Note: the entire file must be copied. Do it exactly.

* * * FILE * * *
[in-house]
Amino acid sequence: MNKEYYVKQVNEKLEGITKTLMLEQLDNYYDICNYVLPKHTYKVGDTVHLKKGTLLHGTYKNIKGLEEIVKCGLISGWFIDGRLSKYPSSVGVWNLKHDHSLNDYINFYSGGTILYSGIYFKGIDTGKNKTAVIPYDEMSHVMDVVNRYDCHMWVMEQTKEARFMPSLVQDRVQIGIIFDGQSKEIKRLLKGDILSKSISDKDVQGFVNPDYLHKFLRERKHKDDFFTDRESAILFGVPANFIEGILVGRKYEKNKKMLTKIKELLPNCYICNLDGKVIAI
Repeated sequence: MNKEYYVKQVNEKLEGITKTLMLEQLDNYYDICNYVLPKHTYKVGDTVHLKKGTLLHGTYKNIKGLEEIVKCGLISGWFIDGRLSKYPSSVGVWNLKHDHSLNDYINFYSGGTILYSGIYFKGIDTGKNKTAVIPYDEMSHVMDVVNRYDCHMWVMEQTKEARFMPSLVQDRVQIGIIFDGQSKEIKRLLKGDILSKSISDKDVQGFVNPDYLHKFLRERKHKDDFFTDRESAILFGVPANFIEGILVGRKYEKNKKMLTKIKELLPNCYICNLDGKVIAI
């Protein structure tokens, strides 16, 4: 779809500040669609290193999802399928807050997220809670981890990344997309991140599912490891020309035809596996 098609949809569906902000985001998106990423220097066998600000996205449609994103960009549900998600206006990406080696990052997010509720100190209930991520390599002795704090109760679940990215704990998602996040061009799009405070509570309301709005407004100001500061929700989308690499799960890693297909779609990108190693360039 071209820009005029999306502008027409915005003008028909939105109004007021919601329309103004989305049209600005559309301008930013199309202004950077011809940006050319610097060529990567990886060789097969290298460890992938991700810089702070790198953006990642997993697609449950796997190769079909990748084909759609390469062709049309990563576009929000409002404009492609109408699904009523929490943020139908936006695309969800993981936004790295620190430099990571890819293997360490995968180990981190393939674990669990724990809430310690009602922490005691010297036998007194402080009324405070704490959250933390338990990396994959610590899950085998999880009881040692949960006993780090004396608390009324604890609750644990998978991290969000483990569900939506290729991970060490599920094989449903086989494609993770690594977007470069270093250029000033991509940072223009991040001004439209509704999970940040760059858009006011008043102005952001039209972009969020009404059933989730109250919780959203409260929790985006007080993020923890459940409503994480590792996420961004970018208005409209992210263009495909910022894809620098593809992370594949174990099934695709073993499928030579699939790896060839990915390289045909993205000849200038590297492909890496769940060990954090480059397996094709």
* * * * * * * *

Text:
[in-house]
Amino acid sequence: MNKEYYVKQVNEKLEGITKTLMLEQLDNYYDICNYVLPKHTYKVGDTVHLKKGTLLHGTYKNIKGLEEIVKCGLISGWFIDGRLSKYPSSVGVWNLKHDHSLNDYINFYSGGTILYSGIYFKGIDTGKNKTAVIPYDEMSHVMDVVNRYDCHMWVMEQTKEARFMPSLVQDRVQIGIIFDGQSKEIKRLLKGDILSKSISDKDVQGFVNPDYLHKFLRERKHKDDFFTDRESAILFGVPANFIEGILVGRKYEKNKKMLTKIKELLPNCYICNLDGKVIAI
Repeated sequence: MNKEYYVKQVNEKLEGITKTLMLEQLDNYYDICNYVLPKHTYKVGDTVHLKKGTLLHGTYKNIKGLEEIVKCGLISGWFIDGRLSKYPSSVGVWNLKHDHSLNDYINFYSGGTILYSGIYFKGIDTGKNKTAVIPYDEMSHVMDVVNRYDCHMWVMEQTKEARFMPSLVQDRVQIGIIFDGQSKEIKRLLKGDILSKSISDKDVQGFVNPDYLHKFLRERKHKDDFFTDRESAILFGVPANFIEGILVGRKYEKNKKMLTKIKELLPNCYICNLDGKVIAI
């Protein structure tokens, strides 16, 4: 779809500040669609290193999802399928807050997220809670981890990344997309991140599912490891020309035809596996 098609949809569906902000985001998106990423220097066998600000996205449609994103960009549900998600206006990406080696990052997010509720100190209930991520390599002795704090109760679940990215704990998602996040061009799009405070509570309301709005407004100001500061929700989308690499799960890693297909779609990108190693360039 071209820009005029999306502008027409915005003008028909939105109004007021919601329309103004989305049209600005559309301008930013199309202004950077011809940006050319610097060529990567990886060789097969290298460890992938991700810089702070790198953006990642997993697609449950796997190769079909990748084909759609390469062709049309990563576009929000409002404009492609109408699904009523929490943020139908936006695309969800993981936004790295620190430099990571890819293997360490995968180990981190393939674990669990724990809430310690009602922490005691010297036998007194402080009324405070704490959250933390338990990396994959610590899950085998999880009881040692949960006993780090004396608390009324604890609750644990998978991290969000483990569900939506290729991970060490599920094989449903086989494609993770690594977007470069270093250029000033991509940072223009991040001004439209509704999970940040760059858009006011008043102005952001039209972009969020009404059933989730109250919780959203409260929790985006007080993020923890459940409503994480590792996420961004970018208005409209992210263009495909910022894809620098593809992370594949174990099934695709073993499928030579699939790896060839990915390289045909993205000849200038590297492909890496769940060990954090480059397996094709």